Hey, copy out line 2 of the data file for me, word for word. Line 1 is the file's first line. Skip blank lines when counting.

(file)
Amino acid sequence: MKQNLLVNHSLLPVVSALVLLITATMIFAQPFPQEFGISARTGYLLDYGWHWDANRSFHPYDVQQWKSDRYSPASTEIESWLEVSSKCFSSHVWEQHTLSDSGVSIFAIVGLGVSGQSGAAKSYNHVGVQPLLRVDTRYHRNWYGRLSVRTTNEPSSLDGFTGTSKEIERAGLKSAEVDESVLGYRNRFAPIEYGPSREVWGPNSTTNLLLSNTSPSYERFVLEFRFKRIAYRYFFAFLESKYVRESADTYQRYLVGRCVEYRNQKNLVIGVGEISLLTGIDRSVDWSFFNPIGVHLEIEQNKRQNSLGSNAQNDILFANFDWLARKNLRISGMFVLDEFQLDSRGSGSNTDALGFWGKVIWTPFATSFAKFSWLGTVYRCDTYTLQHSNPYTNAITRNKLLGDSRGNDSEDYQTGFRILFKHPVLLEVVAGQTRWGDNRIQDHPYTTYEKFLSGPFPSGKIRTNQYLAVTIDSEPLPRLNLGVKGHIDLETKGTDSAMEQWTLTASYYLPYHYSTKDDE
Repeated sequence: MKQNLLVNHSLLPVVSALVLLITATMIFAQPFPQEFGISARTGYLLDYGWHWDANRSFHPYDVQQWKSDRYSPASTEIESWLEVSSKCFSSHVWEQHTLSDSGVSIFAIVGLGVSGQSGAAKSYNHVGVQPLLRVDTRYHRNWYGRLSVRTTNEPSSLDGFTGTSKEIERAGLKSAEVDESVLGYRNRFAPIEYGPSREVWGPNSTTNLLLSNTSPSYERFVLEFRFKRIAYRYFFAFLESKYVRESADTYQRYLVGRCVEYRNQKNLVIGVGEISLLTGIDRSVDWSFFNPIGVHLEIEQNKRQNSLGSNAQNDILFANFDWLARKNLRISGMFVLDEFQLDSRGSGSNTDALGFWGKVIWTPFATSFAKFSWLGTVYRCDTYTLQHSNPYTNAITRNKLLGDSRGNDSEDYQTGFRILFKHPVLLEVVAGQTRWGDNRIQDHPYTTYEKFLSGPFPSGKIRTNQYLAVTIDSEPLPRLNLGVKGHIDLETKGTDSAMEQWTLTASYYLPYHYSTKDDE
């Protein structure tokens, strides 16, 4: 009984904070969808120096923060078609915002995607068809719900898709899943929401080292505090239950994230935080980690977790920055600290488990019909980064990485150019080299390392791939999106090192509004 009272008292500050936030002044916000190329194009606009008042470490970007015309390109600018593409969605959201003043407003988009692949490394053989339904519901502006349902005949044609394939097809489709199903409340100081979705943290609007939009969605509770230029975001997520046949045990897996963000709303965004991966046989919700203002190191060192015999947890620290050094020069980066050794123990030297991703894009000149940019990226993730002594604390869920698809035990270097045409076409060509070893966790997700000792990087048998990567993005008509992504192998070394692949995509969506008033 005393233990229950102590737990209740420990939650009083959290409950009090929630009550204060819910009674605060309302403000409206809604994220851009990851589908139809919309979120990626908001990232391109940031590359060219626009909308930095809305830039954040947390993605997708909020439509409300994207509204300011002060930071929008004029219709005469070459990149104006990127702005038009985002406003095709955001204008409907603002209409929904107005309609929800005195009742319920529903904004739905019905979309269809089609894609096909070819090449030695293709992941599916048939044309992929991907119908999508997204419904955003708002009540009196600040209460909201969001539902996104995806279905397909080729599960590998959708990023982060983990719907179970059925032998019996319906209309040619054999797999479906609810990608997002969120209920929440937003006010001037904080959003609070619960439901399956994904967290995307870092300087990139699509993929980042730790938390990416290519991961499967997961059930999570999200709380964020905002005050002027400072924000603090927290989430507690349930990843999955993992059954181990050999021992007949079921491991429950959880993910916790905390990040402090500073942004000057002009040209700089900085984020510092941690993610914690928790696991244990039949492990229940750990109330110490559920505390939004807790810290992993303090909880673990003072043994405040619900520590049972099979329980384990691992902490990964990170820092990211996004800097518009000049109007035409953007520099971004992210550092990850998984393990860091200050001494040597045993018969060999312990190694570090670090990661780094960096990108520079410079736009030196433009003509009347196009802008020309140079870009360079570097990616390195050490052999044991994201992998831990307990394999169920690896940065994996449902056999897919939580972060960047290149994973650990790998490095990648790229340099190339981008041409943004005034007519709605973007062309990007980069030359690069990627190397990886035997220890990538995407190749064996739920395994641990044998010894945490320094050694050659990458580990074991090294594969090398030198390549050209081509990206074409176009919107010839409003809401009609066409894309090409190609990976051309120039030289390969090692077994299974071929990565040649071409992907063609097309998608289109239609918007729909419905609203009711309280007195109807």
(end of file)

Repeated sequence: MKQNLLVNHSLLPVVSALVLLITATMIFAQPFPQEFGISARTGYLLDYGWHWDANRSFHPYDVQQWKSDRYSPASTEIESWLEVSSKCFSSHVWEQHTLSDSGVSIFAIVGLGVSGQSGAAKSYNHVGVQPLLRVDTRYHRNWYGRLSVRTTNEPSSLDGFTGTSKEIERAGLKSAEVDESVLGYRNRFAPIEYGPSREVWGPNSTTNLLLSNTSPSYERFVLEFRFKRIAYRYFFAFLESKYVRESADTYQRYLVGRCVEYRNQKNLVIGVGEISLLTGIDRSVDWSFFNPIGVHLEIEQNKRQNSLGSNAQNDILFANFDWLARKNLRISGMFVLDEFQLDSRGSGSNTDALGFWGKVIWTPFATSFAKFSWLGTVYRCDTYTLQHSNPYTNAITRNKLLGDSRGNDSEDYQTGFRILFKHPVLLEVVAGQTRWGDNRIQDHPYTTYEKFLSGPFPSGKIRTNQYLAVTIDSEPLPRLNLGVKGHIDLETKGTDSAMEQWTLTASYYLPYHYSTKDDE